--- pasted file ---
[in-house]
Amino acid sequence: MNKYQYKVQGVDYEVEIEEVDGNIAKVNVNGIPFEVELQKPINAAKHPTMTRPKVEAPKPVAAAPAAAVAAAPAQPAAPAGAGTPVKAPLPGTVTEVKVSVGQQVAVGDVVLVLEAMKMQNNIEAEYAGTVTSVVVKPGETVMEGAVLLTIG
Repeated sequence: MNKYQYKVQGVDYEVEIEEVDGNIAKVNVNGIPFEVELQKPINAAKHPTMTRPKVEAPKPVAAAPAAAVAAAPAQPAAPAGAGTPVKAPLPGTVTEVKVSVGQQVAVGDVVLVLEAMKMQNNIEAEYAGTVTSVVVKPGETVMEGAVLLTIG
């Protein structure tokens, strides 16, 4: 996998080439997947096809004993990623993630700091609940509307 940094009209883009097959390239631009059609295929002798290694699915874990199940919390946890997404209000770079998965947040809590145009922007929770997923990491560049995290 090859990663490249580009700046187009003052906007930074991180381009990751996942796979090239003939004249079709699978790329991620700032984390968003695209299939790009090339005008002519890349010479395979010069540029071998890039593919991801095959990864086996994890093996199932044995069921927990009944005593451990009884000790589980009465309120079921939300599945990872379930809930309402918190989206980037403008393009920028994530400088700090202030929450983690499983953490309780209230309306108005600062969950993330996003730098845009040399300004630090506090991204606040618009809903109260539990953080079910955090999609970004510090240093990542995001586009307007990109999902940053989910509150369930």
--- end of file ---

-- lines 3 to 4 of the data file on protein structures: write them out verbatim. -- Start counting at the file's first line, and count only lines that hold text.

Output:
Repeated sequence: MNKYQYKVQGVDYEVEIEEVDGNIAKVNVNGIPFEVELQKPINAAKHPTMTRPKVEAPKPVAAAPAAAVAAAPAQPAAPAGAGTPVKAPLPGTVTEVKVSVGQQVAVGDVVLVLEAMKMQNNIEAEYAGTVTSVVVKPGETVMEGAVLLTIG
């Protein structure tokens, strides 16, 4: 996998080439997947096809004993990623993630700091609940509307 940094009209883009097959390239631009059609295929002798290694699915874990199940919390946890997404209000770079998965947040809590145009922007929770997923990491560049995290 090859990663490249580009700046187009003052906007930074991180381009990751996942796979090239003939004249079709699978790329991620700032984390968003695209299939790009090339005008002519890349010479395979010069540029071998890039593919991801095959990864086996994890093996199932044995069921927990009944005593451990009884000790589980009465309120079921939300599945990872379930809930309402918190989206980037403008393009920028994530400088700090202030929450983690499983953490309780209230309306108005600062969950993330996003730098845009040399300004630090506090991204606040618009809903109260539990953080079910955090999609970004510090240093990542995001586009307007990109999902940053989910509150369930």